While the law of diminishing returns may have had an affect on the native Southern Californian’s career, Young still holds the all-important distinction of an All-Star. Can’t take that away from him.

Jim Presley, 3B, 1986

If you were a kid growing up in the late-1980s, you know just how cool Jim Presley was. Before Junior and Edgar and Bone and Randy, the Mariners were a collection of ragtag feel-good stories, the likes of which were embodied in the forms of Alvin Davis, Mark Langston, Harold Reynolds, and of course, Presley.

Though he only played eight years in the bigs, Presley absolutely shined in 1986. It was his third season as a major leaguer, and yet he was just 24 years of age at the time.

Presley would finish up his ’86 campaign with an average of .265, 27 home runs, and 107 RBI.

The denizen of the Mariners’ hot corner, Presley had another good power year in ’87, with 24 homers and 88 RBI.

His numbers would drop dramatically in the following seasons, however, and by 1991, at just 29 years of age, the man with Elvis’s surname would play in his final big league ballgame.

These days, Presley is better known as the hitting coach for the Baltimore Orioles.

Jeffrey Leonard, DH, 1989

An outfielder by trade, Jeffrey Leonard was primarily a designated hitter by the time he reached Seattle in the twilight of his career.

A 14-year big league veteran who would culminate his playing days as a Mariner in 1990, The HacMan was a cut above the rest in 1989.

Getting the nod over a rookie sensation by the name of Ken Griffey Jr., Leonard represented the M’s in Anaheim at the midsummer classic. It would mark the second and final time Leonard would earn such an honor (he had previously been bestowed supernova status in 1987, while with the San Francisco Giants).

A character in every facet of his demeanor (armed with a thick mustache and sleepy eyes, Leonard would trot around the bases with one arm motionless at his side after hitting a home run…plus, he wore jersey number 00), Leonard would go on to blast 24 longballs and drive in 93 runs during that ’89 season.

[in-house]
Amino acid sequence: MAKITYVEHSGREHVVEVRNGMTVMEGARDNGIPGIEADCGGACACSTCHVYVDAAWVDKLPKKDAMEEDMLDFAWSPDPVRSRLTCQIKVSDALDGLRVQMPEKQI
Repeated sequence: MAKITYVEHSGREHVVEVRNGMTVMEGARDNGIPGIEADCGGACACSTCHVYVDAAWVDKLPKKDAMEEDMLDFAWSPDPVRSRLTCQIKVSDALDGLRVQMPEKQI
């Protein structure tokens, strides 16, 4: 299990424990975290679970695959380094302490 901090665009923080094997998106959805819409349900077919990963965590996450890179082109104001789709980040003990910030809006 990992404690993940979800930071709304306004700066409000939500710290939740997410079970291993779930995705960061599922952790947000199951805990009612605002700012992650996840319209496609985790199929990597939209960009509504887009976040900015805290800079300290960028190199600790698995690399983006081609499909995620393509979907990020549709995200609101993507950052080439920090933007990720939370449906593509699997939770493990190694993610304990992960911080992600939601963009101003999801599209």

Joey Cora, 2B, 1997

More famous for his tears than his on-field conquests, Joey Cora enjoyed a power-filled 1997 season…by his standards, at least.

The light-hitting infielder batted an even .300 and knocked a career-high 11 baseballs over the fence that year, driving in 54 runs in the process. On top of all that, his OPS was an eye-opening .800 (this figure would currently rank third on the 2011 edition of your Seattle Mariners…behind Dustin Ackley and Doug Fister…so basically, Cora would be our three-hole hitter).

Though the 32-year-old second baseman would play just one more season in the bigs, his ’97 campaign should (hopefully) convince fans that Cora was more than just a sobbing cult figure in the days of Mariners’ lore. Tears or no tears, Joey Cora wasn’t half bad that season.

Shigetoshi Hasegawa, RP, 2003

One of only a handful of middle relievers to ever make an All-Star team, Shiggy spent 2003 moonlighting as the team’s closer when fellow countryman and bullpen mate Kazuhiro Sasaki was stricken by injury.

The ’03 rendition of Shigetoshi Hasegawa was as Shiggy as it could possibly get. In 73 innings pitched, the crafty right-hander would finish the year with a 1.48 ERA, 1.10 WHIP, and 16 saves.

Hasegawa would go on to play two more years in the majors, leaving big league baseball behind in 2005.

Jose Lopez, 2B, 2006

A 22-year-old second baseman in 2006, Jose Lopez had arguably the brightest future of any of his Mariner teammates just five short years ago.

On the day he played in the ’06 All-Star Game, Lopez had tallied nine home runs, 58 RBI, and held a .771 OPS through the first 86 games of the year. He would finish the year with just 10 home runs, 79 RBI, and an OPS of .723.

While Lopez would rebound in ensuing seasons, his numbers dropped off completely in 2010, and as of right now, the one-time All-Star is out of the big leagues and looking for his fourth MLB home in the past year. Yikes.

One thought on “Brandon League and the Graveyard of Lost All-Stars”

  1. now you have to remember joses decline began in 2007 after his brother died. then in 2009 his sister died. people have said that those things have had a big effect on him.